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Weathering of float glass exposed outdoors in an urban area

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To study the weathering of soda–lime–silica float glass exposed to a polluted, urban environment, an outdoor exposure experiment was conducted in Paris. Both 'tin bath' and 'air' faces were exposed in two locations: sheltered and unsheltered locations from the rain. Samples were withdrawn after one, two, six, 12 and 24 months and analysed by SIMS, EPMA, FTIR spectroscopy and SEM. Analyses show the formation of leached layers some tens of nanometers thick as a consequence of exposure. For all exposure modes the surfaces were depleted in sodium and, to a lesser extent, calcium, and relatively enriched in silica. In general, unsheltered samples are more weathered than their sheltered homologues, and the 'air side' appears more weathered than the 'tin bath' side. For all the samples the thickness of the leached layer grows over time. Hydration of this layer is clearly detected by SIMS which revealed hydrogen enrichment in the uppermost surface. Beside the uniform leaching process, the samples seem to undergo other localised weathering phenomena. Indeed some hollow and jagged areas, observed by SEM might be interpreted as evidence of local corrosion phenomena.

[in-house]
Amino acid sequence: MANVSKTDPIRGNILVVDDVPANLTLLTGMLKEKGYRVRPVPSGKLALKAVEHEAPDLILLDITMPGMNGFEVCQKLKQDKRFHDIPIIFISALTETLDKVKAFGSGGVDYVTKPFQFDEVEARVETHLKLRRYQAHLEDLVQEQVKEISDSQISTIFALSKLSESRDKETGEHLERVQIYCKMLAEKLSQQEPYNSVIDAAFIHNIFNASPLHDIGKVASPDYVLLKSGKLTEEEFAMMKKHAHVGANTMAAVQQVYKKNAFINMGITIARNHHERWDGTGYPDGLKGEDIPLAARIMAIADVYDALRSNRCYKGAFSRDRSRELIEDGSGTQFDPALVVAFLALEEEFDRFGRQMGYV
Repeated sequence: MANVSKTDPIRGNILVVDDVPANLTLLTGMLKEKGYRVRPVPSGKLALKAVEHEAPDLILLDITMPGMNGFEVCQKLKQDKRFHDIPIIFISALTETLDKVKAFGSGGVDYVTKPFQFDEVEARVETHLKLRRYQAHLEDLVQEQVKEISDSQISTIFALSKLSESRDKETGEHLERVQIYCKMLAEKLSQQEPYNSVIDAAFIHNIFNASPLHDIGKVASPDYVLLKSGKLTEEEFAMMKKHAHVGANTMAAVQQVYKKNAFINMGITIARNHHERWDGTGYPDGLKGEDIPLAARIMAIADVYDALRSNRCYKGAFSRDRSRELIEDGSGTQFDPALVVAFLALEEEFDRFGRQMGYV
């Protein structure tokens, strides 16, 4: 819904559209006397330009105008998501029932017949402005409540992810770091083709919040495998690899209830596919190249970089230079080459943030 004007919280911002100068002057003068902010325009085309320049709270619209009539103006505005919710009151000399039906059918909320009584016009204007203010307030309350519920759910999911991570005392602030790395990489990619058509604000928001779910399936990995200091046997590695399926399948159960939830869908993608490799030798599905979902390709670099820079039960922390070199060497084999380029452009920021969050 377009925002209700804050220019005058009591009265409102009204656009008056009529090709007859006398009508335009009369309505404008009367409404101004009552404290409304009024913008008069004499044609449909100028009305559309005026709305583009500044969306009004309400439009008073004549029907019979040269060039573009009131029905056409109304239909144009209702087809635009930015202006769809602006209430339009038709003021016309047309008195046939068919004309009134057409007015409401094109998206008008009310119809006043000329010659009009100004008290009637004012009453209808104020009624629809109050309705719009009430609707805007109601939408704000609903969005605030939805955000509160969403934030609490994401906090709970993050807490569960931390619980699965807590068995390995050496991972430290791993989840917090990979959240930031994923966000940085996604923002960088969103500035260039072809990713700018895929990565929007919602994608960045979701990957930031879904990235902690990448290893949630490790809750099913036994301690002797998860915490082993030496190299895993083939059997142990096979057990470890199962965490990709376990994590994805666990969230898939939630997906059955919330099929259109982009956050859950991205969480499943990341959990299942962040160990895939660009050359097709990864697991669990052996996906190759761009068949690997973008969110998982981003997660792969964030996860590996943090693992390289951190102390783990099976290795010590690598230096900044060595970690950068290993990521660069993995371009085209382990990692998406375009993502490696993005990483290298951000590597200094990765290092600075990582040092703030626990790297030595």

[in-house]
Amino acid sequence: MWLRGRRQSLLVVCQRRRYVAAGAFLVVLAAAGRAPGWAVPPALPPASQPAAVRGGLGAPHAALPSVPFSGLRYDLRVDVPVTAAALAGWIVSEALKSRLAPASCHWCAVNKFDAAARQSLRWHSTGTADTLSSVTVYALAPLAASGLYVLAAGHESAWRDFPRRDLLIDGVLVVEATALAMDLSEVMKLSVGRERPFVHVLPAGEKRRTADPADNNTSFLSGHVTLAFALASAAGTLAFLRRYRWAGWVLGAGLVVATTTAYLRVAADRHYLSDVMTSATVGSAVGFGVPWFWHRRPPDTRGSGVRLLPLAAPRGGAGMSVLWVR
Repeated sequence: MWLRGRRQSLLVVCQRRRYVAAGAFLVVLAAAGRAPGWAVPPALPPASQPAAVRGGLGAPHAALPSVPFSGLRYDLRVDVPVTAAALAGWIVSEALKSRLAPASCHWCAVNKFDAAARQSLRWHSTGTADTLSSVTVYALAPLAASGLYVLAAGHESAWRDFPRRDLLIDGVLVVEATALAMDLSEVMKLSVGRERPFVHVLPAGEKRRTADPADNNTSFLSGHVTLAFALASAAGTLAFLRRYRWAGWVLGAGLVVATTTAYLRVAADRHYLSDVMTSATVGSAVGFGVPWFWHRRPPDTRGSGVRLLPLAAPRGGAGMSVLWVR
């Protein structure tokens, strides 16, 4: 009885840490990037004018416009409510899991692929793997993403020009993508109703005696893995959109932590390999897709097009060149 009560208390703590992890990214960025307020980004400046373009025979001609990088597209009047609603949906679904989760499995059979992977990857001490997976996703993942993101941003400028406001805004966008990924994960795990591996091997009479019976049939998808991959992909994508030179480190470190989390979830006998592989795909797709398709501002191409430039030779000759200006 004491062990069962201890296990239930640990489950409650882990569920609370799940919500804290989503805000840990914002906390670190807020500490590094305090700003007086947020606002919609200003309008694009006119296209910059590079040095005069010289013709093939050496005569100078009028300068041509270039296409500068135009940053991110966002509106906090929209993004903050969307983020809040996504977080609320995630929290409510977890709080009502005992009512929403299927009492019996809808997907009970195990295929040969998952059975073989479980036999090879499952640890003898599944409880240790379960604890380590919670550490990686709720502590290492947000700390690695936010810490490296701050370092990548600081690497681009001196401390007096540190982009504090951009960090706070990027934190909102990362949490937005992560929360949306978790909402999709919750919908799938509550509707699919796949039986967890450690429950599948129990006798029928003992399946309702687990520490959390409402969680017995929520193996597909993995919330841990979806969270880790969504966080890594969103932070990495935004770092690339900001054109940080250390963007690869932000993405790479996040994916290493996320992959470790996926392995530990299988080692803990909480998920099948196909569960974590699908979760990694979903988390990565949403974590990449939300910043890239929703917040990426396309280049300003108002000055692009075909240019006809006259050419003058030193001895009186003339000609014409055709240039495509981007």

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Document Type: Research Article

Publication date: June 1, 2005

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